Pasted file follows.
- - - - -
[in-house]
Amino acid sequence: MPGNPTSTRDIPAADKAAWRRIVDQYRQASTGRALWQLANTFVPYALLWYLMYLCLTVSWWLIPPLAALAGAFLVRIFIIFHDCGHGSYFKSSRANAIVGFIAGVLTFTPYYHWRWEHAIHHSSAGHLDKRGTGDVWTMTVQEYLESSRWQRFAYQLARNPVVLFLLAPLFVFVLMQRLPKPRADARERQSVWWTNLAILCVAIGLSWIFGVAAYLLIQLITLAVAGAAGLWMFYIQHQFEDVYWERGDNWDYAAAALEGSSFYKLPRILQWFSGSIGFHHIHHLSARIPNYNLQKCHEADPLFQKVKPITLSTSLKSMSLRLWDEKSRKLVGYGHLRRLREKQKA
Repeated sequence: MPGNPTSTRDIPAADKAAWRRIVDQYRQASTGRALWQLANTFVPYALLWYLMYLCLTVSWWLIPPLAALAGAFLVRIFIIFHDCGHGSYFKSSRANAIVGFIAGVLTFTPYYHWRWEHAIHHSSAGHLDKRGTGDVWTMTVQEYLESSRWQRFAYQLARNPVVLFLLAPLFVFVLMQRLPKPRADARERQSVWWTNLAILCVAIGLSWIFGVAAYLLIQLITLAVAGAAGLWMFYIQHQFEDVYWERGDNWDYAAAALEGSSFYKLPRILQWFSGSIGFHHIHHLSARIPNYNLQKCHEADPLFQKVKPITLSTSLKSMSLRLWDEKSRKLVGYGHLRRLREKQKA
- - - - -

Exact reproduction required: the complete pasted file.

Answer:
[in-house]
Amino acid sequence: MPGNPTSTRDIPAADKAAWRRIVDQYRQASTGRALWQLANTFVPYALLWYLMYLCLTVSWWLIPPLAALAGAFLVRIFIIFHDCGHGSYFKSSRANAIVGFIAGVLTFTPYYHWRWEHAIHHSSAGHLDKRGTGDVWTMTVQEYLESSRWQRFAYQLARNPVVLFLLAPLFVFVLMQRLPKPRADARERQSVWWTNLAILCVAIGLSWIFGVAAYLLIQLITLAVAGAAGLWMFYIQHQFEDVYWERGDNWDYAAAALEGSSFYKLPRILQWFSGSIGFHHIHHLSARIPNYNLQKCHEADPLFQKVKPITLSTSLKSMSLRLWDEKSRKLVGYGHLRRLREKQKA
Repeated sequence: MPGNPTSTRDIPAADKAAWRRIVDQYRQASTGRALWQLANTFVPYALLWYLMYLCLTVSWWLIPPLAALAGAFLVRIFIIFHDCGHGSYFKSSRANAIVGFIAGVLTFTPYYHWRWEHAIHHSSAGHLDKRGTGDVWTMTVQEYLESSRWQRFAYQLARNPVVLFLLAPLFVFVLMQRLPKPRADARERQSVWWTNLAILCVAIGLSWIFGVAAYLLIQLITLAVAGAAGLWMFYIQHQFEDVYWERGDNWDYAAAALEGSSFYKLPRILQWFSGSIGFHHIHHLSARIPNYNLQKCHEADPLFQKVKPITLSTSLKSMSLRLWDEKSRKLVGYGHLRRLREKQKA